In Adler v. Education Dep't, 760 F.2d 454, 458 (2nd Cir. 1985), our Court of Appeals in interpreting § 1415 and the Rowley decision held that the standard of review "tends to resemble the standard" of review under Article 78 of the New York Civil Practice Act.
Prior to determining whether either of the submitted education plans were "reasonably calculated to enable the child to receive educational benefits", this court must address itself to what matters are actually before it on appeal. Initially, the complaint raised 16 separate claims for relief. Claims relating to Thomas Sobol, officially as the Commissioner of Education and The New York State Department of Education were previously dismissed by this court by Memorandum and Order dated May 16, 1995. As to many of the remaining claims issues exist as to this Courts jurisdiction to review those claims. At the beginning of the hearing conducted before the impartial hearing officer on May 16, 1994, the parties entered into a number of stipulations on the record which limited the scope of the administrative proceeding. Several of the stipulations concerned claims which have been raised by plaintiff in this action. Other claims were apparently not raised at all in the proceedings below and are brought for the first time before this Court.
The statute, 20 U.S.C. § 1415(e) grants this Court appellate jurisdiction over the decisions of the state education agency in IDEA actions. While that section grants the district court the authority to supplement the record and to hear additional evidence, the act does not extend jurisdiction to matters that were not raised at the administrative level. Plaintiffs Fifth claim (relating to the appropriateness of the 1992 triennial evaluation), Ninth claim (alleging that the number of students in the proposed placement exceeded the maximum allowed under state regulations), Fourteenth claim (concerning the disclosure of confidential information), Fifteenth claim (alleging discrimination), and Sixteenth claim (alleging violations of federal statutory and constitutional rights) all involve matters that were not raised at the administrative level.
The failure to present claims of procedural errors in connection with approval of *108 individualized education program (IEP) at the administrative hearings bars such claims from being heard by the district court. See Hampton School Dist. v. Dobrowolski, 976 F.2d 48 (1st Cir.1992), David D. v. Dartmouth School Committee, 775 F.2d 411 (1st Cir.1985), certiorari denied 475 U.S. 1140, 106 S. Ct. 1790, 90 L. Ed. 2d 336 (1986). Coe v. Michigan Dept. of Educ., 693 F.2d 616 (6th Cir.1982). Field v. Haddonfield Bd. of Educ., 769 F. Supp. 1313 (D.N.J.1991), Johnson v. Lancaster-Lebanon Intermediate Unit 13, Lancaster City School Dist., 757 F. Supp. 606 (E.D.Pa.1991), Howell by Howell v. Waterford Public Schools, 731 F. Supp. 1314 (E.D.Mich.1990), Max M. v. Thompson, 585 F. Supp. 317, amended 592 F. Supp. 1450 (D.C.Ill.1984). As the aforementioned claims were not raised the administrative proceedings below they are not properly before this Court. Accordingly, those claims are dismissed.
The plaintiff also brought a claim for tuition reimbursement for the 1994-95 school year. This claim was not raised below as that school year had not commenced at the time of the initial administrative hearing. The failure of a party to exhaust his administrative remedies generally acts as a bar to raising the issue in the district court. Our Court of Appeals has recognized that this principal applies to actions pursuant to the IDEA. Heldman v. Sobol, 962 F.2d 148 (2d Cir.1992).
Plaintiff argues that it would have been futile to raise the issue below because the proposed IEP for the 1994-95 school year was essentially the same as the plan for the prior school year that the plaintiff was appealing. An exception to the exhaustion requirement has been recognized by courts when the "exhaustion of administrative remedies would be futile because the agency was acting in violation of law or was unable to remedy the alleged injury". Heldman, at 159. The IEP for the 1994-95 school year was developed prior to the State Review Officer's determination that the plan was inappropriate. Thus, at the time the plan was developed the defendants were not aware that the plan was inappropriate. Under these circumstances, this Court is unwilling to find that it would have been futile for the parents to exhaust their administrative remedies relating to the 1994-95 school year. Because the plaintiff did not exhaust her administrative remedies relating to the 1994-94 school year this Court must dismiss the claim seeking such relief.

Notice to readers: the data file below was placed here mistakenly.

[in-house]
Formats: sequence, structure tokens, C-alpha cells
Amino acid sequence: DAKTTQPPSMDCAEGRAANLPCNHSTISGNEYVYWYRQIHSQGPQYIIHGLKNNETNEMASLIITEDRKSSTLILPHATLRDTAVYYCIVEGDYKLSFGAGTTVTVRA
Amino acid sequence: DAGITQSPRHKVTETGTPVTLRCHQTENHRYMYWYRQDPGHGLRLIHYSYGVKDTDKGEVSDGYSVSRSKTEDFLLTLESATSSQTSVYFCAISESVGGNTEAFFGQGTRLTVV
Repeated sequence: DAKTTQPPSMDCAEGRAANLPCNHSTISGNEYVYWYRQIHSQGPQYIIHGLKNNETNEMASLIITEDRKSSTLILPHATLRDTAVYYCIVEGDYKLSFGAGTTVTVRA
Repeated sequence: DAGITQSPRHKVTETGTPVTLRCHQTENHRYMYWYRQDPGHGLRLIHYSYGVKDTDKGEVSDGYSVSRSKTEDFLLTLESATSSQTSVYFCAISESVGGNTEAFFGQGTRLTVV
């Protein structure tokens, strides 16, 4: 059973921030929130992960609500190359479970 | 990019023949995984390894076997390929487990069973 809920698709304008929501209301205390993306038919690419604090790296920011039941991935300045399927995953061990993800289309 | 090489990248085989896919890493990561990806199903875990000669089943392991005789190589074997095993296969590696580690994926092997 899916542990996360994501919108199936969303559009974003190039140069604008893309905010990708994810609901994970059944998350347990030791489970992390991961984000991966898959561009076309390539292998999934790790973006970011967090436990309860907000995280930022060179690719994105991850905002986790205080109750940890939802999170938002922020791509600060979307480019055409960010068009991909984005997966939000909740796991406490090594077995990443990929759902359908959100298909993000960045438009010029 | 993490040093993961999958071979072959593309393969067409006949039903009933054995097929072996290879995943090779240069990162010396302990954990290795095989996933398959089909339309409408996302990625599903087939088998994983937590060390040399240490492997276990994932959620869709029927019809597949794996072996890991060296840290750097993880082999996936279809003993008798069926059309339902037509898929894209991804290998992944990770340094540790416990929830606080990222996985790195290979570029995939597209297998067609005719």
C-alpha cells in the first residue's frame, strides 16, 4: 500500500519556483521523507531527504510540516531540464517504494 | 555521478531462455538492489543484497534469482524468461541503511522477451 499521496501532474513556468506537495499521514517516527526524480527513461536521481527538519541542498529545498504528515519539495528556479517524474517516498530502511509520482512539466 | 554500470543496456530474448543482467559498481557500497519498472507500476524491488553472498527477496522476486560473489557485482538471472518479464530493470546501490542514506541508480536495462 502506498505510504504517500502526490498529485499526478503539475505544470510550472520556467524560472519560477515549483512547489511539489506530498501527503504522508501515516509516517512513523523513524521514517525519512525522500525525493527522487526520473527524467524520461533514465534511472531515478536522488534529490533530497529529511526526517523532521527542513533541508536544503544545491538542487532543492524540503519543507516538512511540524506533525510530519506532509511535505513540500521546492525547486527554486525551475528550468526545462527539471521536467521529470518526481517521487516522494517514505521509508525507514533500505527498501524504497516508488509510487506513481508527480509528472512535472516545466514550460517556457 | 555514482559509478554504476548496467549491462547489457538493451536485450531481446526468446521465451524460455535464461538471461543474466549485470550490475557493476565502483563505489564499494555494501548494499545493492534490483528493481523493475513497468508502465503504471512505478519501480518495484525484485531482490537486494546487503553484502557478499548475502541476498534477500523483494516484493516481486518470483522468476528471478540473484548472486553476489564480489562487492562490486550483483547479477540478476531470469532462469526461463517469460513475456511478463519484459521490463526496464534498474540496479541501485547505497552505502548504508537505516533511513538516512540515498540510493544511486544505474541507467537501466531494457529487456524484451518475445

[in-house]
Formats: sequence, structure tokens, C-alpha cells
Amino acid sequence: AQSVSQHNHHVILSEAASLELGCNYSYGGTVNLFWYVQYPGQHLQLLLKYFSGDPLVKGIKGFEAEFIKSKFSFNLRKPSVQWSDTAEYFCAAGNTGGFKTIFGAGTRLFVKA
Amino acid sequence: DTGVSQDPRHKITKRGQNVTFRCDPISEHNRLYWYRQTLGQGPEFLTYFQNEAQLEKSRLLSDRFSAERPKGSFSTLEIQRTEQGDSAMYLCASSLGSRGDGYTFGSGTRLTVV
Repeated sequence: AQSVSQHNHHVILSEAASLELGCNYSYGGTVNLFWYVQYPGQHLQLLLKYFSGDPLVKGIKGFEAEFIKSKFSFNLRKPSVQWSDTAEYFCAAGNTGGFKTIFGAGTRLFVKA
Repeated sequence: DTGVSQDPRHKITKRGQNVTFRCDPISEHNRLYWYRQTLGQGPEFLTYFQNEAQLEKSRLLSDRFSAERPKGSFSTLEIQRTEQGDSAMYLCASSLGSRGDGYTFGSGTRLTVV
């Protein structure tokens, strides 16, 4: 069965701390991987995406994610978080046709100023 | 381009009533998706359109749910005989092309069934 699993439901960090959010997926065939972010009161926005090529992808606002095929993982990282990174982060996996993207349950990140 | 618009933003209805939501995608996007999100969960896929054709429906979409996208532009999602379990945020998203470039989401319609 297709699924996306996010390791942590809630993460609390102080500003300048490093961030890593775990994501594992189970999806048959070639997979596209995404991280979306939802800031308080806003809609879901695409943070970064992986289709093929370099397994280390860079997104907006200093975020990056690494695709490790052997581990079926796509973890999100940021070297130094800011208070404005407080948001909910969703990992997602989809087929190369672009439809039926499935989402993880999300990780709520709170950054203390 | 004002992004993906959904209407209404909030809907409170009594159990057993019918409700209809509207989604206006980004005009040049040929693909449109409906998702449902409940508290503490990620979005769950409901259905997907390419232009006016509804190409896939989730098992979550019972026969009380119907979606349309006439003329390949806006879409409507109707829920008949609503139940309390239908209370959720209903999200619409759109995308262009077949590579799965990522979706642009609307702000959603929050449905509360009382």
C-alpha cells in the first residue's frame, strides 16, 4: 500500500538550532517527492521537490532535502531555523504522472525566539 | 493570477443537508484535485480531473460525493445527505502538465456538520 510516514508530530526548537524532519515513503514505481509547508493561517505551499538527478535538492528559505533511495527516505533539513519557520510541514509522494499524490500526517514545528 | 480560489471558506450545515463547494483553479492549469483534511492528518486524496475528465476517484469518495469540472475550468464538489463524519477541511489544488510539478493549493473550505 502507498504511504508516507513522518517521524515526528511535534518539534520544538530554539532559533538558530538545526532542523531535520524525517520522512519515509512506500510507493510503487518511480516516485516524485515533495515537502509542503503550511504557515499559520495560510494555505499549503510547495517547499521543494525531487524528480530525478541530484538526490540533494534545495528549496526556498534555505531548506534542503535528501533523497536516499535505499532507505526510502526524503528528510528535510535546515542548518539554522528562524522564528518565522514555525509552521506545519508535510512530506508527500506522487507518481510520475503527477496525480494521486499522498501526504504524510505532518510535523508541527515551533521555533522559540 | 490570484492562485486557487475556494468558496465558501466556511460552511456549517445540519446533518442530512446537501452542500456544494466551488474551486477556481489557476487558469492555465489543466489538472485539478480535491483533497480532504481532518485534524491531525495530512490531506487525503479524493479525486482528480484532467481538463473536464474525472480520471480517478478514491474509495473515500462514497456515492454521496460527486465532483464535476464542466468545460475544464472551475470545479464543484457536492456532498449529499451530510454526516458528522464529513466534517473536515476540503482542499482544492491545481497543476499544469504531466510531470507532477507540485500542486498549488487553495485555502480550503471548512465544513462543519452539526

At the beginning of the impartial hearing held on May 16, 1994, counsel for both parties to this action entered into a number of stipulations on the record. Those stipulations were as follows: (1) That tuition reimbursement was sought only for the 1993-94 school year; (2) ten month as opposed to 12 month programming was appropriate; (3) transportation reimbursement was not sought; (4) related services for the 1993-94 school year as recommended by the CSE were appropriate; (5) there were no procedural objections to the IEP process; (6) no objection was made to the substance of the IEPs dated March 3, 1993, and February 2, 1994, for the 1993-94 school year insofar as their sufficiency on their face, and that the dispute concerned the method of delivery of the goals and objectives; (7) the child was appropriately classified as multiply handicapped; (8) at the time of the hearing the child was under the care of Randy Ian Pardell, M.D.; and (9) that the child met the clinical criteria for separation anxiety disorder.
This court is unconvinced by plaintiffs arguments that these stipulations are not binding in this proceeding. This Court determines that for purposes of New York CPLR 2104 the stipulations made at the impartial hearing were in "open court" and as such are binding upon the parties. The stipulations were made on the record in an administrative proceeding pursuant to a statutory scheme enacted by Congress. As part of review process enacted by 20 U.S.C.A. § 1415 Congress provided for review of the administrative proceedings by the district court. This Court finds that the stipulations are valid and remain in force in connection with this action.
As a result of these stipulations, the only issues remaining to be decided concern tuition reimbursement for the 1993-94 school *109 year. All other claims are dismissed based upon the stipulations. Those remaining issues cannot be decided in the context of a summary judgment motion.
Plaintiff also seeks an order of preclusion for late compliance with discovery requirements. This branch of the motions is denied in the interests of justice.
Counsel are directed to appear before this Court on November 21, 1995 at 9:00 a.m. to resolve any remaining pretrial issues and to formulate a schedule for the prompt trial of this matter.